It’s been a while since my last post. Honestly, I just haven’t felt the need to write. Our little Autism journey still exists, but like with anything, it isn’t so different to us anymore. It’s normal life. It’s what we do.
Our boy is 10 years old now. Heading into his last year of elementary school. He no longer has intensive therapy. He is in a mainstreamed class in school. He goes to religious school, takes drum lessons and has fallen in love with you-tube videos. Normal 10 year kid, right?
So why did yesterday hurt so bad? I went to his school for an observation. An opportunity to see him in his school environment, make sure that he is receiving the best services for his IEP (Individualized Education Program). He blended right in among his peers. But I saw it.
I saw it when he demanded that his teacher set the timer that he brought into school during math time. And since math was a little different that day because of an assessment, he wandered around the room, a little lost and not sure what to do about the timer. It took his teachers three times to redirect him to be able to get to work and not focus on the timer.
I saw it when the teacher said math was over, and he yelled out, “No it isn’t! The timer didn’t go off. “ The teacher gave him a kind smile and went with it, asking kids to start wrapping it up instead.
I saw it when he was sitting in his large classroom, mind wandering, not really paying attention and just copying the image the teacher drew as an example in science class.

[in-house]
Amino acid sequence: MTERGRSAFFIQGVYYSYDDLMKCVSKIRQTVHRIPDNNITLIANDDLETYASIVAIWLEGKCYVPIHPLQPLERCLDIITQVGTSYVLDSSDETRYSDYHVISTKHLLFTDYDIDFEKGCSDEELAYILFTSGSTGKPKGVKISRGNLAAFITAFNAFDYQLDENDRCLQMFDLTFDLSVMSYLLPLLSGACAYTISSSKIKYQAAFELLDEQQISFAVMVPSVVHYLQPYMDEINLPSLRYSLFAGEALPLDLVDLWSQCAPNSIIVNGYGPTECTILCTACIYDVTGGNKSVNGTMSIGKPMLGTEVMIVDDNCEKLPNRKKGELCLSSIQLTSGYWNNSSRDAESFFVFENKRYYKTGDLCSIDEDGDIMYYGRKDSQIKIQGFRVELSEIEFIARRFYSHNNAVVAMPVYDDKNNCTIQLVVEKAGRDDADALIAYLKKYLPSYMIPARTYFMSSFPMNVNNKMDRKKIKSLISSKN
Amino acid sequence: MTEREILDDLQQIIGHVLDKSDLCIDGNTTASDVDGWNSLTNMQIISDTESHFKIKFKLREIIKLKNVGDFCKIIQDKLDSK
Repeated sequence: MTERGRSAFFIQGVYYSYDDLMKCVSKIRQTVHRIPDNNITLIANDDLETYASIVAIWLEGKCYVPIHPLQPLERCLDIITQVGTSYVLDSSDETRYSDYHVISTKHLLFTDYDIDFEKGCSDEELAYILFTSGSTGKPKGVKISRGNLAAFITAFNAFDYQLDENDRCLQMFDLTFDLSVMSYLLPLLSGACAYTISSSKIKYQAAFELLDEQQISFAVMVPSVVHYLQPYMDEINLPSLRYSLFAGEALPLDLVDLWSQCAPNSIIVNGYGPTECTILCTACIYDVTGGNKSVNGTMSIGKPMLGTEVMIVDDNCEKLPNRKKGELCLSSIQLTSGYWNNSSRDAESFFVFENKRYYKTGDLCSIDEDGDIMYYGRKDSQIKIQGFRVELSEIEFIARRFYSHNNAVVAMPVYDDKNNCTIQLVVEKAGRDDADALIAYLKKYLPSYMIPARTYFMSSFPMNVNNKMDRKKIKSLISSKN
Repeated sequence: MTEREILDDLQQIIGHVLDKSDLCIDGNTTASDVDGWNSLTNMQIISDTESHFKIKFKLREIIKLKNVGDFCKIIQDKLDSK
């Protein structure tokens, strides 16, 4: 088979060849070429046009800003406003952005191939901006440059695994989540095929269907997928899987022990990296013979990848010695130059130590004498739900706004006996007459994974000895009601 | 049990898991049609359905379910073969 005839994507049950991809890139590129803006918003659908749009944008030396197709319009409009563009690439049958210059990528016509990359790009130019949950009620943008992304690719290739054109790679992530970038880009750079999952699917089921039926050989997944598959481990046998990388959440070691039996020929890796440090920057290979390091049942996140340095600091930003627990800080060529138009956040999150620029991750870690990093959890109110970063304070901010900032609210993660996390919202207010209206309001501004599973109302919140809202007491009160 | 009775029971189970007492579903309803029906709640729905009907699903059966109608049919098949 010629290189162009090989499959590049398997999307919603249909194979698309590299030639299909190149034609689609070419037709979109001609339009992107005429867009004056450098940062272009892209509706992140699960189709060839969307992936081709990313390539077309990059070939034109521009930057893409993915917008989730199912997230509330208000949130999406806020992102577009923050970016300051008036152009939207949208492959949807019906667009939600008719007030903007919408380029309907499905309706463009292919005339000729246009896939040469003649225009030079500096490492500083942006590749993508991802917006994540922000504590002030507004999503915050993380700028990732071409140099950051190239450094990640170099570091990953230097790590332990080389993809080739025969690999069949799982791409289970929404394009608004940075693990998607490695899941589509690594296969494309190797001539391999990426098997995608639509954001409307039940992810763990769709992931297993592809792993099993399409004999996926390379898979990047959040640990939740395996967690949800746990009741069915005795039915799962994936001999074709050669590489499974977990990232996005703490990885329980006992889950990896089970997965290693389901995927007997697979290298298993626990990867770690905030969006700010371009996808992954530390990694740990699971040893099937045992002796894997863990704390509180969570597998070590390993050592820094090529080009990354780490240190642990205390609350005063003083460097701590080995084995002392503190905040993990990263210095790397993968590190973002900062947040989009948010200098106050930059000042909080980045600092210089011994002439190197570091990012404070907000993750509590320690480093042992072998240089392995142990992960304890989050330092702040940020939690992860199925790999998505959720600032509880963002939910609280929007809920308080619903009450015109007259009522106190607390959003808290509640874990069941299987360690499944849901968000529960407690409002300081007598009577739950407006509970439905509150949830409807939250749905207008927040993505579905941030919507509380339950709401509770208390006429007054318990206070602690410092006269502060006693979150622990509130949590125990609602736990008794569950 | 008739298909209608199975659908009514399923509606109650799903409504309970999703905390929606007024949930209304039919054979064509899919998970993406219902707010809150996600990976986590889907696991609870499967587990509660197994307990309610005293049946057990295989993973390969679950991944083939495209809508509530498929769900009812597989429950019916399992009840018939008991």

I saw it when he was directed to work with peers, and they were talking and trying to work on a problem together. He was too busy looking at the time to be sure everything was on schedule.
I saw it when I watched other kids interacting with each other. Joking, teasing, dancing, being silly together. There were a few that would call out my kid’s name to say bye on the way out. But it wasn’t the same. Another kid has our same last name. I heard someone ask if he and my boy were related. This kid was embarrassed and yelled “no!” Typical kid stuff, yes? A little raw to me? Even more so.
My son still loves his preschool shows and characters. He loves his light poles from a busy street near our home, and carries around a deck of photos of screenshots he took of the street. The books he is reading are about two grade levels below what the other kids are reading. And I don’t mean to compare. I’m just usually not in that situation to see it so upfront. To feel it so sensitively.
I know he’s special. I know his talents shine in other ways. I know he’s not like all the other kids. It’s just that sometimes I forget that other kids are not like him.